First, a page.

record do not answer honestly. This is because they fear - perhaps reasonably -
    that they will be discriminated against. However, if they get the job, and it's
    discovered that they do have a criminal record (either through a criminal record
    check with the police or other means), then they are seen as dishonest.
    Unfortunately, this means that an employer may argue that they cannot employ
    that person due to dishonesty, rather than the criminal record itself. This puts
    the applicant in a difficult position.

  • There is a lot of confusion about the spent convictions laws which are
    messy and difficult to interpret. As a result, employers often ask people to
    disclose spent convictions when they should not, and people sometimes do and do
    not reveal their spent convictions correctly.

  • For example, we've been told of several cases where a job applicant has
    denied that they have a past conviction, as they are under the misconception
    that their offence is spent, or because they are unaware that exemptions to the
    spent conviction laws apply to that particular job. When the offence comes to
    light, they are accused of providing a false statement.

  • More and more employers are asking for criminal record checks to be
    provided, which discourages people with a criminal record from even trying for
    jobs.

  • Some ex-offenders have unrealistic expectations of employers, and do not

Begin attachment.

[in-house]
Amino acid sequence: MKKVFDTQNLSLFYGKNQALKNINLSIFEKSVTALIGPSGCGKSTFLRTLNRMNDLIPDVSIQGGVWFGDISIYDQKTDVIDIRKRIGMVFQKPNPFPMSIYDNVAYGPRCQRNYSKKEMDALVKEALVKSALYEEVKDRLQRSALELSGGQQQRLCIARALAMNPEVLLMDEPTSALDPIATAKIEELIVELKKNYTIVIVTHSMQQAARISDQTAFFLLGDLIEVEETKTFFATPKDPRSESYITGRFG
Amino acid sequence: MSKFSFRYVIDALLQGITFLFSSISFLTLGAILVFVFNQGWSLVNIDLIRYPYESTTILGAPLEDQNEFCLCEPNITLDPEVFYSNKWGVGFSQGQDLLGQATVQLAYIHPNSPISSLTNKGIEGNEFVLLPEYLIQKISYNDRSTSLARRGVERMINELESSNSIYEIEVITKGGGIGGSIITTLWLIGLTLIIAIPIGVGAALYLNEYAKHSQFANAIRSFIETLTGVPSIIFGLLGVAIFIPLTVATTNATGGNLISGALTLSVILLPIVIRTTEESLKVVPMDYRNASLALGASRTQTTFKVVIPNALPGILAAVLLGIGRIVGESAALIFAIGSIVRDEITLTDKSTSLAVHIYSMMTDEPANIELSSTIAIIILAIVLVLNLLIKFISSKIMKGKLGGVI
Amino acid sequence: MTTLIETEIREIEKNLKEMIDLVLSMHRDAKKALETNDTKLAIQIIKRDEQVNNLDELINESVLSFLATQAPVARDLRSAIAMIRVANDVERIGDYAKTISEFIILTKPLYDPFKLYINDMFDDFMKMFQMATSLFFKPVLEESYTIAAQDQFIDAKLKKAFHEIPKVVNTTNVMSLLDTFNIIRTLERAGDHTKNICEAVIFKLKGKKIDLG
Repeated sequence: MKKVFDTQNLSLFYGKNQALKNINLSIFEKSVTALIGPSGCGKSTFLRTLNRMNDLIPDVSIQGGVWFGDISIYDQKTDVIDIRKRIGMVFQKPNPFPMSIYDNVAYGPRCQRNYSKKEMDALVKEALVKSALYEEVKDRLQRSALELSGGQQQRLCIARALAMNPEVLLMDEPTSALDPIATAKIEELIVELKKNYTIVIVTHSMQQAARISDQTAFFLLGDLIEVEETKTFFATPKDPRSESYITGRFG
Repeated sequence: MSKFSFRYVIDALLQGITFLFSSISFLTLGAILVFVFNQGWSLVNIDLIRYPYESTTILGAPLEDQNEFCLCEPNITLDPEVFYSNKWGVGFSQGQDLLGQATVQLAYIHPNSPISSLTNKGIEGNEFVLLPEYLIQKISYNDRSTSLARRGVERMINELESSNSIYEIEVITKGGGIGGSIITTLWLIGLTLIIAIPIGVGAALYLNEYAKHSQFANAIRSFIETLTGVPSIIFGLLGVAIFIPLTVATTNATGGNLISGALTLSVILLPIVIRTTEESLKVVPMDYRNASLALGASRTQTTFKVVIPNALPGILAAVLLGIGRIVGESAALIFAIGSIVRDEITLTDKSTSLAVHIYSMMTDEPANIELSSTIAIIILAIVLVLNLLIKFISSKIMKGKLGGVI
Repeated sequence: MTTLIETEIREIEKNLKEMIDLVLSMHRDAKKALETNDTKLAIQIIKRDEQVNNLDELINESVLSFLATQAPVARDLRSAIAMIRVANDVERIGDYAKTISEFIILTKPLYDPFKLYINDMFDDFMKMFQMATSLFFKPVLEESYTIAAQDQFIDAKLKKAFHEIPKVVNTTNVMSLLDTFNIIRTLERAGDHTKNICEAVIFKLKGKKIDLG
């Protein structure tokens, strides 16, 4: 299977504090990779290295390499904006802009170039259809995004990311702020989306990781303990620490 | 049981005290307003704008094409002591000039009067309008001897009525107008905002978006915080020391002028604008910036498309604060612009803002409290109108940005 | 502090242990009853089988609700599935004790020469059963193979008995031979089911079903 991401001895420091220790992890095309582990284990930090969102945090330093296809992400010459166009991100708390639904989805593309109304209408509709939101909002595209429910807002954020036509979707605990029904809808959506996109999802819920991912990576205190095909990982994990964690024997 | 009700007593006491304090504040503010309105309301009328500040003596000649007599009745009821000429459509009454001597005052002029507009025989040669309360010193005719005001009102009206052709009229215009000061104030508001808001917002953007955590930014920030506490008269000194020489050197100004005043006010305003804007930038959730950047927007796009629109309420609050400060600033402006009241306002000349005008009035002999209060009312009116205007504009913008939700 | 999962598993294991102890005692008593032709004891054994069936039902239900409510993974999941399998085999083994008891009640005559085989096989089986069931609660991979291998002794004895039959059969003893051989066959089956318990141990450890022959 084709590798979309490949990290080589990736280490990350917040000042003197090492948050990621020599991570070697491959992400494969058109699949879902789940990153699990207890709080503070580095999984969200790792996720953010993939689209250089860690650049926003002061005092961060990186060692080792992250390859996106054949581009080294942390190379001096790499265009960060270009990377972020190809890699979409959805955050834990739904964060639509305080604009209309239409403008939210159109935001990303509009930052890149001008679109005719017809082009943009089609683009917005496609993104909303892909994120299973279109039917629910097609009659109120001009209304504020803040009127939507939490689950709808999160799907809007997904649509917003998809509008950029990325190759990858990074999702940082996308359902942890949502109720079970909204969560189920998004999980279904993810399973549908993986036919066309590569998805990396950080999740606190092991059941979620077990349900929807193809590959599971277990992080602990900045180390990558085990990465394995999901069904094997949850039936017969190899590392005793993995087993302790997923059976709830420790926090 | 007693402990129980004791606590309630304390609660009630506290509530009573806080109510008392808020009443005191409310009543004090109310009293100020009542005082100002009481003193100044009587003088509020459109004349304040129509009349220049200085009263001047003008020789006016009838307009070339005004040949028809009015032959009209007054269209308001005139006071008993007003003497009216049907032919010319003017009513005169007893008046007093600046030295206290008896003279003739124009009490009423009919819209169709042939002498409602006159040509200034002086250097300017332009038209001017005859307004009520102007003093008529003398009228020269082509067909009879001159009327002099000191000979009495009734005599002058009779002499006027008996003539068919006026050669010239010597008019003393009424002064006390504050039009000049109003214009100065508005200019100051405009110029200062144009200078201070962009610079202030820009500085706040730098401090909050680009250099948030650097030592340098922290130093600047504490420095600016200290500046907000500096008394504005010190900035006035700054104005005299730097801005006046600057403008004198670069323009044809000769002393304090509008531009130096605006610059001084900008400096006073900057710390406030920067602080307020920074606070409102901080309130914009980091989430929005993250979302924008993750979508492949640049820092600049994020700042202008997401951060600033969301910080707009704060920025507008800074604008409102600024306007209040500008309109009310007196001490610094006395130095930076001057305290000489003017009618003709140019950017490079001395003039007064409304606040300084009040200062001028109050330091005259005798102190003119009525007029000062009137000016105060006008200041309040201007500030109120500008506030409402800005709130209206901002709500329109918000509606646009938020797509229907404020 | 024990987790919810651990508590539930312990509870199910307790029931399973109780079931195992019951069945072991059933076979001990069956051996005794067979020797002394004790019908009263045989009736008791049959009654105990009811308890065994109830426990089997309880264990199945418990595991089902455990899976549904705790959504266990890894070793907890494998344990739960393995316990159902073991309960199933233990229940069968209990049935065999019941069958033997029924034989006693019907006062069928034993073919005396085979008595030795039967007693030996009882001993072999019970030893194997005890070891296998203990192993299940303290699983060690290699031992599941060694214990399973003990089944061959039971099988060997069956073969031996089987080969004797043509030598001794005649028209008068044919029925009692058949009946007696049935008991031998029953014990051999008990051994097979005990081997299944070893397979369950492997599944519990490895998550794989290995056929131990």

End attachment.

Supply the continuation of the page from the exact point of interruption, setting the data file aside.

realise that their criminal record might have some relevance for the employer.
    They need to be informed up-front, and in a non-confrontational
    way.

  • Police checks cannot tell you everything about a person, and in some cases
    the information is incorrect.

On the Record –
Guidelines for Employers

Using the material from our Discussion Paper
in 2004, in 2005 we produced Guidelines for the prevention of discrimination in
employment on the basis of criminal record - On the Record. This aims to
provide information for employers, employment agencies, and registration and
licensing bodies, about criminal record discrimination.

In On the
Record
we came up with ten guidelines to assist employers when recruiting,
or considering a current workforce. These include

  • only asking job applicants to disclose specific criminal record information
    if certain criminal convictions have been identified as relevant to the
    job